It’s not about the gifts and it’s not about the parties And it’s not about the turkey nor the tree/All the blessings of the season to the joy within your soul/ And remember all the best things are still free.
Chorus - then tag, from "Merry Christmas ..."

(Not a patch on Robert Earl Keen's "Merry Christmas from the Family," the hands-down best Christmas song ever -- it's a bit early, I'll post the video link here later, but if you want, you can see that here

Not a patch, but we all doin' what we can. Alors.)

Living With Dogs

Years ago, I heard the announcer on the Westminster Dog Show comment, "Around our house, dog hair is considered a condiment." I laughed, because it is so true -- when you have double-coated critters who shed all the time, and who blow their coats a couple times a year, the dust bunnies prowl the halls in packs. 

Yesterday, I had a keyboard malfunction. Actually, it was a variation of the Pepsi Syndrome -- from the old  SNL sketch about the guys who spilled a Pepsi on a keyboard at the nuclear power plant and set the klaxons hooting. We were out of drinking glasses -- all in the dishwasher after Thanksgiving -- so I had my water in a coffee cup and managed to slosh it onto my computer's keyboard.


Quickly, I flipped the board over and shook it, and got some of the water out, but not enough. I didn't get any hissing or sparks, not enough juice for that, but the circuit boards got wet enough so half the keys didn't work and I got that buzzing, clicking repeat. More, I managed to pull the chord hard enough to unplug something and the board went totally dead.

Okay, okay, fine. I need instructions in how to operate a wheelbarrow, and probably it would dry out, but the wires weren't going to re-connect themselves, so I reached for the screwdriver.

Long as I was going to take it apart, I figured I might as well pull the keys off and clean under them, too.

So, armed with tweezers, cotton swabs, alcohol, some Dust Off canned air -- well, it's not just air, but compressed gases that include #1-1-difluroethane, a refrigerant, so you don't want to be breathing it and risking death and all -- I went into anal retentive mode and took apart, cleaned, and dried out the sucker.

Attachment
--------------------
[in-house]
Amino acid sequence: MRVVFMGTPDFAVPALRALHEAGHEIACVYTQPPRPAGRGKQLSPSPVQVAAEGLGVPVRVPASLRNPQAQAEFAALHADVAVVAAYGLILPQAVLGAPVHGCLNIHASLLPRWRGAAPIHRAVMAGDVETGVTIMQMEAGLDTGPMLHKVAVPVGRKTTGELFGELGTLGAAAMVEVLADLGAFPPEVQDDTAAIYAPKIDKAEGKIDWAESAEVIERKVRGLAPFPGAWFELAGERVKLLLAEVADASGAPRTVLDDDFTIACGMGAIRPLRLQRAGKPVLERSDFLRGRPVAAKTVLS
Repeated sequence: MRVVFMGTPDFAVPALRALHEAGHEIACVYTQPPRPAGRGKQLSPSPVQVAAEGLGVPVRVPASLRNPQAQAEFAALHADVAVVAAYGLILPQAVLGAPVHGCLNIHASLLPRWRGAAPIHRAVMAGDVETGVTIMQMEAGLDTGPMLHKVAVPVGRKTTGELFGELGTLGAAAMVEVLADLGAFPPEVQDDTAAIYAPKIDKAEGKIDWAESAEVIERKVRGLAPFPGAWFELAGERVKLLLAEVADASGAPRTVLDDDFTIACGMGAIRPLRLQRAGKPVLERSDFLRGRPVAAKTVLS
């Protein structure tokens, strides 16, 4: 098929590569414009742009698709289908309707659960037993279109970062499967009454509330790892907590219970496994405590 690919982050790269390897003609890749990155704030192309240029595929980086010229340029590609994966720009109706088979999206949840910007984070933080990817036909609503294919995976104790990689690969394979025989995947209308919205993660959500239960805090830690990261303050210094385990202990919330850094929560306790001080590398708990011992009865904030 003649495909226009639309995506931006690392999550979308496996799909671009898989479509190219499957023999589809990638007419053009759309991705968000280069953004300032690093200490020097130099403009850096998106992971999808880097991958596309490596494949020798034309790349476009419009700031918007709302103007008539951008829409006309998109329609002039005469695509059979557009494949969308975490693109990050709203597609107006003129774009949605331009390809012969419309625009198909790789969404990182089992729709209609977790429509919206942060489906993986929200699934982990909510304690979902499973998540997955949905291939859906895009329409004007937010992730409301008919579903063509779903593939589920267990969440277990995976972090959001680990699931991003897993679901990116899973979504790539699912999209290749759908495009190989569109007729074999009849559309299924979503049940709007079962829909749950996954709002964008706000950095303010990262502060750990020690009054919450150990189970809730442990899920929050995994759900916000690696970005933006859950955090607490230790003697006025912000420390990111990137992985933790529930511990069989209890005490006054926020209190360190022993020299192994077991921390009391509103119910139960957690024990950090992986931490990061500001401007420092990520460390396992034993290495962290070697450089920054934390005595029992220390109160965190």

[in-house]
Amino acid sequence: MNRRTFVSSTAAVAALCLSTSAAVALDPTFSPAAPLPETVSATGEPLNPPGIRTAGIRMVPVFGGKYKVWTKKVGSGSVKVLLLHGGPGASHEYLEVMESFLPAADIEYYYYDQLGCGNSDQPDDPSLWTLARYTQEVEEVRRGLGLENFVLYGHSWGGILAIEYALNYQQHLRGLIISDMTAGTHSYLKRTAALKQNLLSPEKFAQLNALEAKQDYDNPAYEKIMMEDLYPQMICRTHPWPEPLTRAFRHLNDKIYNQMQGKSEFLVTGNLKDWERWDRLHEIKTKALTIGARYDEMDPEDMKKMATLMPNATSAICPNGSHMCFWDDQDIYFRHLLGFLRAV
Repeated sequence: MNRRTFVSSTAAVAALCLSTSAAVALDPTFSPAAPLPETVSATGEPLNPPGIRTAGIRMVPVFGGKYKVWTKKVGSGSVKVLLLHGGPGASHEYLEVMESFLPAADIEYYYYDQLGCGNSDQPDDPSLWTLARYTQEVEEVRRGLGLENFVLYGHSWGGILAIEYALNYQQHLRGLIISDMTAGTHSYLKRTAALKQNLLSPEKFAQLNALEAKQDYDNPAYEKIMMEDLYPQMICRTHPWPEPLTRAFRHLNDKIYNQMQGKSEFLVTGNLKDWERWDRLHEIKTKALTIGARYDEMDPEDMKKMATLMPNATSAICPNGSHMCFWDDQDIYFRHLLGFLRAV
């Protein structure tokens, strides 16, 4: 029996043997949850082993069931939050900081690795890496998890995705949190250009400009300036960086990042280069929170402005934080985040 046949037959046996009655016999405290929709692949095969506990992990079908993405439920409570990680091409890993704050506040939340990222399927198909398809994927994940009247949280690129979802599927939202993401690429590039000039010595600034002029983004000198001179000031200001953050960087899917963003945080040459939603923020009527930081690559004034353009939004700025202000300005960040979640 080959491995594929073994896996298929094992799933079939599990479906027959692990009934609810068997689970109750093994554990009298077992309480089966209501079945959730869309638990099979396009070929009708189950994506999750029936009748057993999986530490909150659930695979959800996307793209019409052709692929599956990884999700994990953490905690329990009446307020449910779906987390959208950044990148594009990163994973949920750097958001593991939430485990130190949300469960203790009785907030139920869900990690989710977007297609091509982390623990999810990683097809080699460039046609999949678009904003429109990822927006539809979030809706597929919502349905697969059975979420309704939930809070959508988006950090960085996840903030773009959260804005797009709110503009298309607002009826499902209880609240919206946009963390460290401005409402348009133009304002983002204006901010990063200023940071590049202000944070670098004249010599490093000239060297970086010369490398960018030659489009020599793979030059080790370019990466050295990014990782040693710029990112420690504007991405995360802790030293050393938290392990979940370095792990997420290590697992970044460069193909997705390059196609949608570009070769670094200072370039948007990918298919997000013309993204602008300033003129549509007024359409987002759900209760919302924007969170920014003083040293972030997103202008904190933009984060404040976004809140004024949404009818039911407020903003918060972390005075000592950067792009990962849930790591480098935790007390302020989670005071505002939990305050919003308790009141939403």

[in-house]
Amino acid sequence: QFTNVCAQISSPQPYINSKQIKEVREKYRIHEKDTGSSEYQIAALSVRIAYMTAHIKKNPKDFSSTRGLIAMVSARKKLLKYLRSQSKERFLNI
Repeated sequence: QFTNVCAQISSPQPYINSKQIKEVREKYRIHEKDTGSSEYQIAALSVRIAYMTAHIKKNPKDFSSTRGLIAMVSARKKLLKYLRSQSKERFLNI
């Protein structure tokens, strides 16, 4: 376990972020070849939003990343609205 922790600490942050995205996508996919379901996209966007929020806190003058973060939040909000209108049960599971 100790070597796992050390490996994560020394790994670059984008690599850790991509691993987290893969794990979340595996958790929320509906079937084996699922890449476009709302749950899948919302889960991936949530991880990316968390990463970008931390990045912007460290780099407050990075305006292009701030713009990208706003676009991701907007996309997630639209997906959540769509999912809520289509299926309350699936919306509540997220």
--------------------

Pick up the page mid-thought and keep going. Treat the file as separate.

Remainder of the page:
Works fine now, as you can see, but I got enough dog hair out of it to make a rat terrier. Amazing. I can see how a computer tower with a cooling fan would gather hair and dust, but I never saw any dog hair land on the keyboard, so how it worked its way underneath the keys? 

It's like how the car seatbelt buckle sometimes gets twisted. You know, the insert somehow winds up facing the wrong way, and it's an absolute bitch to saw it up and down the strap and get it turned back around. If it takes that much effort, how did it somehow spontaneously get reversed in the first place?

Never a dull moment. 

Friday, November 26, 2010

Another Black Friday

Thanksgiving has come and gone. My inlaws, their children and grandma have taken the big metal birds back home. Quiet here today -- when you have seven people walking around in the house and you reduce that number by five, it does that.

Had a fine visit. Good talks, good food, Nerf wars in the front yard, and walks on the beach. Watched some movies on the tube I wouldn't have otherwise, some good, some terrible. Sixteen of us for dinner yesterday and still have leftovers for a few days. I didn't even gain any weight though I ate like a pig. 

As these things go, it couldn't have been much better. Hope all of you who celebrate this holiday enjoyed your versions. 

Thursday, November 25, 2010

Tuesday, November 23, 2010

Snow Business

The snow mostly stalled out just north of us -- Seattle got dumped on; Portland got a dusting. 

I mentioned that we have a houseful of family visiting and we decided it would be a good thing to go to the coast for a few days. We just got back. Had some fierce winds, rain, and this morning, a dusting of snow there, too. Wind howled like a monster movie, and it gusted to maybe sixty -- blew the hoody on my jacket up and off my head even with the elastic strings pulled tight.